Bulls can’t sustain first-half sizzle in 109-92 loss to 76ers in Game 2
BY NEIL HAYES firstname.lastname@example.org May 1, 2012 11:23PM
Joakim Noah (center) stares at the floor as the clock runs out in the Bulls’ loss Tuesday night. | Tom Cruze~Sun-Times
Updated: June 3, 2012 8:20AM
Derrick Rose can’t even be credited with an emotional assist after the Bulls dropped the ball Tuesday night in their first game since he tore the anterior cruciate ligament in his left knee.
The injured superstar delivered the ceremonial game ball to midcourt before tipoff of Game 2 of the first-round playoff series between the Bulls and the Philadelphia 76ers at the United Center. That was as loud as the UC would get until late in the first half, when John Lucas III and Joakim Noah were doing what Rose has done so many times before: taking over the game.
The Bulls needed more inspiration from their leader at halftime because the emotion burned off during the break, along with their energy and tenacity. The Sixers dominated the third quarter against the suddenly defense-less Bulls en route to knotting up this Eastern Conference quarterfinal at one game apiece with a 109-92 victory.
Not only do the Bulls not have their MVP, but they no longer have the home-court edge heading into Game 3 on Friday in Philadelphia.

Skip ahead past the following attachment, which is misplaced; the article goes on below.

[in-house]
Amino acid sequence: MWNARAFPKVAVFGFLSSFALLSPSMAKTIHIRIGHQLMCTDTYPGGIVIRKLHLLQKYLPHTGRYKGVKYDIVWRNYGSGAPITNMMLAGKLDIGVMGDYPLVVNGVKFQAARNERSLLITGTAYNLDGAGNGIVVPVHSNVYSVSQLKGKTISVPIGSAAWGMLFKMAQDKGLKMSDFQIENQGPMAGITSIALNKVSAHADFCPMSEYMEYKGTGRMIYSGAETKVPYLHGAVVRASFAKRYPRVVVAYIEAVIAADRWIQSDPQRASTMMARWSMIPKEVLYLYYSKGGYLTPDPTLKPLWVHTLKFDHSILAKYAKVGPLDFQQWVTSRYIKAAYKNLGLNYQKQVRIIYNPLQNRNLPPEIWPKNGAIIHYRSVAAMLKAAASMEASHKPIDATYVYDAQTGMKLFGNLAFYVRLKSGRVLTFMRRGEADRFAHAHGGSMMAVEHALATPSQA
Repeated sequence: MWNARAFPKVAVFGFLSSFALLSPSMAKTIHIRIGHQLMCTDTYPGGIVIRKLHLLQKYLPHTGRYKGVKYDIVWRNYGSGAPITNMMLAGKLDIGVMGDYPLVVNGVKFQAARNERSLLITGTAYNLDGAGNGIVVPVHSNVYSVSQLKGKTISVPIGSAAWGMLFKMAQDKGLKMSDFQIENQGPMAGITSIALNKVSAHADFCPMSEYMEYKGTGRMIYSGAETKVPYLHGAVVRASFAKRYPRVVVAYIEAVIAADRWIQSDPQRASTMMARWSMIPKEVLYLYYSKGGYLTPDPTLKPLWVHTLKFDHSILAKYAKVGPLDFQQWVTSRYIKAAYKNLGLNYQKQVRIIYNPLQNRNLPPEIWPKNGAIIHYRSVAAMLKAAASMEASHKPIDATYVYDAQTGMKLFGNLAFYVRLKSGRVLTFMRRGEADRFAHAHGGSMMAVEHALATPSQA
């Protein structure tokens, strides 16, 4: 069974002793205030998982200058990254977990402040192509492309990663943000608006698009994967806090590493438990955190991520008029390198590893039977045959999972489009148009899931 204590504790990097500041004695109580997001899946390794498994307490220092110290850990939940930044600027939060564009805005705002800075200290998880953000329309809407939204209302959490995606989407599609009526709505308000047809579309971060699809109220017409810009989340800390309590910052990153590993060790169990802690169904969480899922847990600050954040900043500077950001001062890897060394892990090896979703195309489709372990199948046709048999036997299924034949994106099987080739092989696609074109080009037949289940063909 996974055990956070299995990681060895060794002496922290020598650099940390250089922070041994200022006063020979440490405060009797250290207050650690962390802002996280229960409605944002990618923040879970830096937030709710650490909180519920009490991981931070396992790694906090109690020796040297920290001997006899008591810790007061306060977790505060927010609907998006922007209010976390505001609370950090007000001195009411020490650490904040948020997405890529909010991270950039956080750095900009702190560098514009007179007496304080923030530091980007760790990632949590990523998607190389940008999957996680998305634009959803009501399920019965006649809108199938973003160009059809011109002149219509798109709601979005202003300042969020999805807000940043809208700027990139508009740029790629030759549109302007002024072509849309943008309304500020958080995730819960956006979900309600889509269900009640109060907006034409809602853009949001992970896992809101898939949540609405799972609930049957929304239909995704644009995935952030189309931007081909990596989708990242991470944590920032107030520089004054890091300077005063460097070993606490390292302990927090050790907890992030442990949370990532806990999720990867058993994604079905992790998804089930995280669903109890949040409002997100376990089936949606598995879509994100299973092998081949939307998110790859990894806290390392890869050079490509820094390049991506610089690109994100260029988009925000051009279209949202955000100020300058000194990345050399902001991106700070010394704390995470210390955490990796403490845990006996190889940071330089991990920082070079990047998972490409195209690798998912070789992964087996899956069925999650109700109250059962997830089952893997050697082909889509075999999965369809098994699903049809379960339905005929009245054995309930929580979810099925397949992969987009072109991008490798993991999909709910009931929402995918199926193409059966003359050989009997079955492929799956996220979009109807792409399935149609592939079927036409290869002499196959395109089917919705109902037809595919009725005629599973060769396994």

‘‘It was a disappointing effort overall,’’ Noah said. ‘‘We didn’t play well defensively. We didn’t play well offensively. We got our [butts] kicked.’’
How dominant were the 76ers in the third quarter? They outscored the Bulls 36-14, which turned an eight-point Bulls lead at halftime into a 14-point deficit after three. The Sixers shot 68.2 percent from the field in the third period while the Bulls connected on only a quarter of their shots.
With Rose watching from his family’s suite, the Sixers outrebounded the Bulls 14-5 in the quarter, had 12 more points in the paint and scored 11 fast-break points to none for the Bulls, resulting in a hole too deep for coach Tom Thibodeau’s team to escape.
The Bulls allowed the 76ers to convert a season-high 59 percent of their shots from the field for the game. They surrendered 100 points for just the 14th time this season, and the same fans who cheered Rose to start the game were streaming toward the exits midway through the fourth quarter.
‘‘We’re more embarrassed than anything,” Lucas said. ‘‘Losing like that at home, that’s not even us. We got into trying to outscore them, and that’s not our game. Defensively, we weren’t there at all from the start of the game to the end of the game.’’
The Sixers’ Jrue Holiday, Lou Williams and Evan Turner had their way on the floor. Holiday finished with a playoff career-high 26 points, while former St. Joseph star Turner had 19 points and seven rebounds. Williams scored 20 points to go with six assists.
The Bulls played like a team possessed in the first half, thanks largely to Noah and Lucas, who combined for 25 points. Noah twice kissed high, arcing hooks off glass. He nailed two long jumpers. He even attacked the basket during a second-quarter sequence, resulting in the Sixers’ Thaddeus Young falling backward while retreating toward the basket.
‘‘We’ve got to fight,’’ Noah said. ‘‘We didn’t do a good job of fighting.’’
Noah finished with 21 points, eight rebounds and five assists while Lucas scored four points in the second half and finished with 15 and four assists. C.J. Watson added 12 points and three assists while Rip Hamilton added 10 points and five assists for a team that already was trying to put an ugly Game 2 behind it late Tuesday night.
‘‘We’ll see what we’re made of,’’ Noah said.